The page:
“Fire and Fury: Inside the Trump White House” by Michael Wolff ★★★

Audio narrated by Holter Graham

If the author is to be believed, then this is an insider look at the first nine months of the Trump presidency. Michael Wolff claims to have been given full access to the White House during his tenure there. His method of writing includes dialogue between people, which is created to make an easy-to-read narrative but has to be taken as is; it is a third-party viewpoint. If he is to be believed, then it’s not good, folks.

Michael Wolff does not source his information, which is too bad because that makes it easy for naysayers to brush off what very easily could be believed to be the truth. Sadly, it does seem to fit in with what we see with our own eyes. In fact, the most damaging reflections on the president and those surrounding him…are statements made directly by the president and those surrounding him. Statements which we have either video proof of or have been pulled directly from Trump’s Twitter feed.

The most damaging claims (from my viewpoint) that aren’t derived directly from Trump’s mouth cover things such as how Trump bragged about how he enjoyed sleeping with his friends’ wives, often turning those wives against their husbands by doing things like having conversations with the husbands about how they aren’t getting action like they used to, and “I’m bringing some girls in later. Want to join in the fun?” After goading the middle-aged men to take the bait, the men would discover that their wives were listening to the conversation over the phone. Har-har-har. Doesn’t that make Trump seem like a stud?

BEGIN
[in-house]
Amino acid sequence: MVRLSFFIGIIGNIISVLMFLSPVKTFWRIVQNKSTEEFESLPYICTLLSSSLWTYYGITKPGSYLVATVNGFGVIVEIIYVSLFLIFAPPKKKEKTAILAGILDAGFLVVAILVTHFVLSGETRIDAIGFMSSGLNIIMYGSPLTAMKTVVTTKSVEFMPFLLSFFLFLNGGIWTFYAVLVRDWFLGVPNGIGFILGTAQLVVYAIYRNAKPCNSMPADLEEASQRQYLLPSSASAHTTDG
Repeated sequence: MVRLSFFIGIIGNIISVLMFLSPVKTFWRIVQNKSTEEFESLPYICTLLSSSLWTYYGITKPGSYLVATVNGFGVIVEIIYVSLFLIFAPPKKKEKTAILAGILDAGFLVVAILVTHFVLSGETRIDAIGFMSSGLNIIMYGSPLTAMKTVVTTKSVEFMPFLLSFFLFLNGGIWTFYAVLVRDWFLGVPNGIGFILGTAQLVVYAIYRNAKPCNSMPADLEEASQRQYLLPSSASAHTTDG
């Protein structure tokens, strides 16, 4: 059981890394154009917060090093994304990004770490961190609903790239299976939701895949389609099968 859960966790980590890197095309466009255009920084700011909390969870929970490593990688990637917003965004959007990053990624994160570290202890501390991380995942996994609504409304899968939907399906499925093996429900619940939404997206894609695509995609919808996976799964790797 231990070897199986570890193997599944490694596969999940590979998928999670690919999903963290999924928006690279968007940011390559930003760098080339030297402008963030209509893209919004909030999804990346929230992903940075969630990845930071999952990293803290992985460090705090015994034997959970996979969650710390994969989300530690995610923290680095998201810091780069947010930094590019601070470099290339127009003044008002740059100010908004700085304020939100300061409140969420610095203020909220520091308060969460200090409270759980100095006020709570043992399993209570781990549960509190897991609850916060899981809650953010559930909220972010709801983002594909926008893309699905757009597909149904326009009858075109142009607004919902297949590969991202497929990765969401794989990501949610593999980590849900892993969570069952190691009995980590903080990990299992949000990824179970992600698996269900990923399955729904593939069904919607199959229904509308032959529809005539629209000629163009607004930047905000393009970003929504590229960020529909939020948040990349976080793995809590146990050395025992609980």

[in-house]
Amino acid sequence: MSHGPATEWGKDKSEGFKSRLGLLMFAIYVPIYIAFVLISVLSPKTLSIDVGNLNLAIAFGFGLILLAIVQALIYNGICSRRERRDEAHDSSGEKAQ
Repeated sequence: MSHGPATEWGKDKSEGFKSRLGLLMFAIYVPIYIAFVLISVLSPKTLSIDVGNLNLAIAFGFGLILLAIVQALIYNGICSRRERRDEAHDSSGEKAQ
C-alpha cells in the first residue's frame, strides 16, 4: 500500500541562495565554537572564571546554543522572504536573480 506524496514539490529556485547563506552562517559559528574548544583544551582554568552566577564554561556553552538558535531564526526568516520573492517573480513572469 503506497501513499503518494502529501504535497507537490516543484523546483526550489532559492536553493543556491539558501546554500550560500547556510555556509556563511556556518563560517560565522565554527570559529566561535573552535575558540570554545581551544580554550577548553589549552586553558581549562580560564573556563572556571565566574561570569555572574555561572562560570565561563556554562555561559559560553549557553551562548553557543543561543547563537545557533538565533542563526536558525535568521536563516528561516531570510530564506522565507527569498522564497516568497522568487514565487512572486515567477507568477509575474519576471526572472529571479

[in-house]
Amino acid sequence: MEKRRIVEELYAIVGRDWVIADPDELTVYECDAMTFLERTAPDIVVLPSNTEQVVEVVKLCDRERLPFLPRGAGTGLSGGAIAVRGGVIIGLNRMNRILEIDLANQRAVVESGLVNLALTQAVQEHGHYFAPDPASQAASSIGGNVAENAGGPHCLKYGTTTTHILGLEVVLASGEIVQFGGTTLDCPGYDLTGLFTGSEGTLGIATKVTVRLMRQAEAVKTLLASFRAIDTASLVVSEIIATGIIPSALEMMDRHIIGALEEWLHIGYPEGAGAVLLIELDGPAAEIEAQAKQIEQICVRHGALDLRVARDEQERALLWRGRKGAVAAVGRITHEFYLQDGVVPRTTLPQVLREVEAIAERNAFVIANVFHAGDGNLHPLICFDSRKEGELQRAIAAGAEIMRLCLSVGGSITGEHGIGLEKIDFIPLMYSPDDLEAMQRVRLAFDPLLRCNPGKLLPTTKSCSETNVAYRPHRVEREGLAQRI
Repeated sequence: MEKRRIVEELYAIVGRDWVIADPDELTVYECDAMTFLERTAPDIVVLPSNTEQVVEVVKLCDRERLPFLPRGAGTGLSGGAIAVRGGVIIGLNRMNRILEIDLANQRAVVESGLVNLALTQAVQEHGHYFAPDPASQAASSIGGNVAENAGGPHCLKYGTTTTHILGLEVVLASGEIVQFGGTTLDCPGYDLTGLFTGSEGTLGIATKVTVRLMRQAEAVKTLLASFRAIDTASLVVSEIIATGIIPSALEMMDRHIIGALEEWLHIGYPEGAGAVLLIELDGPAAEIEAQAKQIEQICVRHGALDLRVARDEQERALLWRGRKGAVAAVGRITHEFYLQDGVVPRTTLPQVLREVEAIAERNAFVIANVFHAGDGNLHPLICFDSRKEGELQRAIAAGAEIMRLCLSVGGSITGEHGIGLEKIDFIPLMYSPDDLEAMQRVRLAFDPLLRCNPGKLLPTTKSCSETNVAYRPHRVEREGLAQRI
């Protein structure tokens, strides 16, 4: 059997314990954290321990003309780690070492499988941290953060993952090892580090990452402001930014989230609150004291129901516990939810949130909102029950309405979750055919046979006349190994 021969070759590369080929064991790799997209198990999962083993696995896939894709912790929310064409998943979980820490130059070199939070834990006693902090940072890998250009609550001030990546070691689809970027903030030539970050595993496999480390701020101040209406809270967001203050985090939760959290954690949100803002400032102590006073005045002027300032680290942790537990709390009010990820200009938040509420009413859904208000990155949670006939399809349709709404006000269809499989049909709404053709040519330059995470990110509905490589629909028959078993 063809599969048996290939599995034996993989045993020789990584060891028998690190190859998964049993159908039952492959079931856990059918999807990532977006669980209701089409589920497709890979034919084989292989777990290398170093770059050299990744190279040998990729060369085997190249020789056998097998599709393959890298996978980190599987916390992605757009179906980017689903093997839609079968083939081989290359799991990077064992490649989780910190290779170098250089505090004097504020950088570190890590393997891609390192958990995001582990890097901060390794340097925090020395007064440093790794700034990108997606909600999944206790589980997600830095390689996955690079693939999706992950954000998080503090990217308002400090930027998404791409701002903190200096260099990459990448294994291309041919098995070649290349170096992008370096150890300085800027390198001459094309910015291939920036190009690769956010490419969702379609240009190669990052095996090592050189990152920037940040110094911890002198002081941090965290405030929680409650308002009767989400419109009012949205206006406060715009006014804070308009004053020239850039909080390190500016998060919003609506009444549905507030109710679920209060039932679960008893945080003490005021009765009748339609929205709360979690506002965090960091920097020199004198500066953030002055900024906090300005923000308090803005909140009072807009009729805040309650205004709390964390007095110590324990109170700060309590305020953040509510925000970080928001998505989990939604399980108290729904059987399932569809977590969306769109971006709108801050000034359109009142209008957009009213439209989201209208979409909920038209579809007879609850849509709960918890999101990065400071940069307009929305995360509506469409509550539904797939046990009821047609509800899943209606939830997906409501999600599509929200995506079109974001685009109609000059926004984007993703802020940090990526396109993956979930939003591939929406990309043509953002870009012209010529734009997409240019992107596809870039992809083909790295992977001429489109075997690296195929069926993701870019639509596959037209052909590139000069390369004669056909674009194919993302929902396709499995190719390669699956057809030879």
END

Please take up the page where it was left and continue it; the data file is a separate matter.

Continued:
Of course, what makes Trump look the worst (again in my opinion) is his inflated ego and constant obsession with how he comes across to the public. His narcissism is astounding. If he wasn’t such a self-serving, careless, and thoughtless person, I would probably feel sorry for him.

Most of the book centers around all the machinations by everyone in the inner circle who seem to not be doing any actual work and are spending all their time focusing on how to cement their own futures. They all appear to be ass-kissing, manipulative, disgusting, greedy, shameless and soulless.

The focus of the book seemed to be on the rivalry between Jarvanka (Jared & Ivanka Kushner) and Rasputin (Steve Bannon). They apparently spend a LOT of time trying to discredit the other in Trump’s eyes, both sides having dreams of their own future presidencies. As the book progresses, the journalistic objectivity lessens and it becomes very apparent that Michael Wolff holds no regard whatsoever for anyone in the inner circle. That too, although warranted, takes away a lot of the credibility the book could hold because it is obviously a heavy-handed attempt to discredit the White House.  He really should have toned it down a bit–although how DO you make crazy seem less crazy?

Not much is said about Pence. I think he is sitting back trying to look like the grownup and waiting for his turn. That may work for him, gay conversion therapy enthusiast or not. Anyone at this point is going to look reasonable after we get through 45.

One bright spot of humor was mention of the inauguration itself:

When he came off the podium after delivering his address, he kept repeating, “Nobody will forget this speech.” George W. Bush, on the dais, supplied what seemed likely to become the historic footnote to the Trump address: “That’s some weird shit.”

My conclusion: Trump may not like how he comes across in this book, but he continues to be his own worst enemy.

Fire and Fury by Michael Wolff

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